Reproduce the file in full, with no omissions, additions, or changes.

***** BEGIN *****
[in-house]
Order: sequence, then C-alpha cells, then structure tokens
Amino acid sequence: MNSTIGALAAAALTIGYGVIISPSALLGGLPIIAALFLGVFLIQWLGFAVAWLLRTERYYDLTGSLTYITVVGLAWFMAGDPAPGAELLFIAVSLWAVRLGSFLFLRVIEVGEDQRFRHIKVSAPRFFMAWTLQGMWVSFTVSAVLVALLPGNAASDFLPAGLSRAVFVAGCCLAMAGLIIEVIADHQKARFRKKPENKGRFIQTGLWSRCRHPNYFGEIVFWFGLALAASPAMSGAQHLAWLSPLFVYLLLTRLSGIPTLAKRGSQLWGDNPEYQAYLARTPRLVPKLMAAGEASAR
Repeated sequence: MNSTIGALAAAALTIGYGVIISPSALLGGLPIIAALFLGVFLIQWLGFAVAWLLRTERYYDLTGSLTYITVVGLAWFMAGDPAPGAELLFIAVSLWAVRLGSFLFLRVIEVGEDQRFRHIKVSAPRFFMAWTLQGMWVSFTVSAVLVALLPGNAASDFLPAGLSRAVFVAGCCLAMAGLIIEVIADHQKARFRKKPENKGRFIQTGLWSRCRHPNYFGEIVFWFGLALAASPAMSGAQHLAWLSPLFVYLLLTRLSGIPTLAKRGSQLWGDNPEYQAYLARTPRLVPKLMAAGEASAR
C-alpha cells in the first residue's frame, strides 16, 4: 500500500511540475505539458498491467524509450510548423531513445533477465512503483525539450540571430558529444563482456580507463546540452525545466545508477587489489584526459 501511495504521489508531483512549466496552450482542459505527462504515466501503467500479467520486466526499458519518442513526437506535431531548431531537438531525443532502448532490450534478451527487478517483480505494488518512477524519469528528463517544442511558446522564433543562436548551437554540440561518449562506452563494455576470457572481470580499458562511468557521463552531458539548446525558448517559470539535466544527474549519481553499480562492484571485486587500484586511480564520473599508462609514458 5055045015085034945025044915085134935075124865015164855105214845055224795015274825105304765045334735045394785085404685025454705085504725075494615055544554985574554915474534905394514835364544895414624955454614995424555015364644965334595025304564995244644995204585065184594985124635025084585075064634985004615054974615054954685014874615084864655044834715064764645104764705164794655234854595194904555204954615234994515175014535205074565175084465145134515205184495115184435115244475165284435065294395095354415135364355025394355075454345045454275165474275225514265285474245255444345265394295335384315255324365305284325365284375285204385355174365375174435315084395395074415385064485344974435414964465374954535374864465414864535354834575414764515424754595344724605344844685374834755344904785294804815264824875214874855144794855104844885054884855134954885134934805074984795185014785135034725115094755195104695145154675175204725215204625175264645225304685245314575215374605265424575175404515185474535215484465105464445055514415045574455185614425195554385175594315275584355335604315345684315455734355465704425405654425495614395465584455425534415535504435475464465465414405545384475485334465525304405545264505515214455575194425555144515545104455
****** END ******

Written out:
[in-house]
Order: sequence, then C-alpha cells, then structure tokens
Amino acid sequence: MNSTIGALAAAALTIGYGVIISPSALLGGLPIIAALFLGVFLIQWLGFAVAWLLRTERYYDLTGSLTYITVVGLAWFMAGDPAPGAELLFIAVSLWAVRLGSFLFLRVIEVGEDQRFRHIKVSAPRFFMAWTLQGMWVSFTVSAVLVALLPGNAASDFLPAGLSRAVFVAGCCLAMAGLIIEVIADHQKARFRKKPENKGRFIQTGLWSRCRHPNYFGEIVFWFGLALAASPAMSGAQHLAWLSPLFVYLLLTRLSGIPTLAKRGSQLWGDNPEYQAYLARTPRLVPKLMAAGEASAR
Repeated sequence: MNSTIGALAAAALTIGYGVIISPSALLGGLPIIAALFLGVFLIQWLGFAVAWLLRTERYYDLTGSLTYITVVGLAWFMAGDPAPGAELLFIAVSLWAVRLGSFLFLRVIEVGEDQRFRHIKVSAPRFFMAWTLQGMWVSFTVSAVLVALLPGNAASDFLPAGLSRAVFVAGCCLAMAGLIIEVIADHQKARFRKKPENKGRFIQTGLWSRCRHPNYFGEIVFWFGLALAASPAMSGAQHLAWLSPLFVYLLLTRLSGIPTLAKRGSQLWGDNPEYQAYLARTPRLVPKLMAAGEASAR
C-alpha cells in the first residue's frame, strides 16, 4: 500500500511540475505539458498491467524509450510548423531513445533477465512503483525539450540571430558529444563482456580507463546540452525545466545508477587489489584526459 501511495504521489508531483512549466496552450482542459505527462504515466501503467500479467520486466526499458519518442513526437506535431531548431531537438531525443532502448532490450534478451527487478517483480505494488518512477524519469528528463517544442511558446522564433543562436548551437554540440561518449562506452563494455576470457572481470580499458562511468557521463552531458539548446525558448517559470539535466544527474549519481553499480562492484571485486587500484586511480564520473599508462609514458 5055045015085034945025044915085134935075124865015164855105214845055224795015274825105304765045334735045394785085404685025454705085504725075494615055544554985574554915474534905394514835364544895414624955454614995424555015364644965334595025304564995244644995204585065184594985124635025084585075064634985004615054974615054954685014874615084864655044834715064764645104764705164794655234854595194904555204954615234994515175014535205074565175084465145134515205184495115184435115244475165284435065294395095354415135364355025394355075454345045454275165474275225514265285474245255444345265394295335384315255324365305284325365284375285204385355174365375174435315084395395074415385064485344974435414964465374954535374864465414864535354834575414764515424754595344724605344844685374834755344904785294804815264824875214874855144794855104844885054884855134954885134934805074984795185014785135034725115094755195104695145154675175204725215204625175264645225304685245314575215374605265424575175404515185474535215484465105464445055514415045574455185614425195554385175594315275584355335604315345684315455734355465704425405654425495614395465584455425534415535504435475464465465414405545384475485334465525304405545264505515214455575194425555144515545104455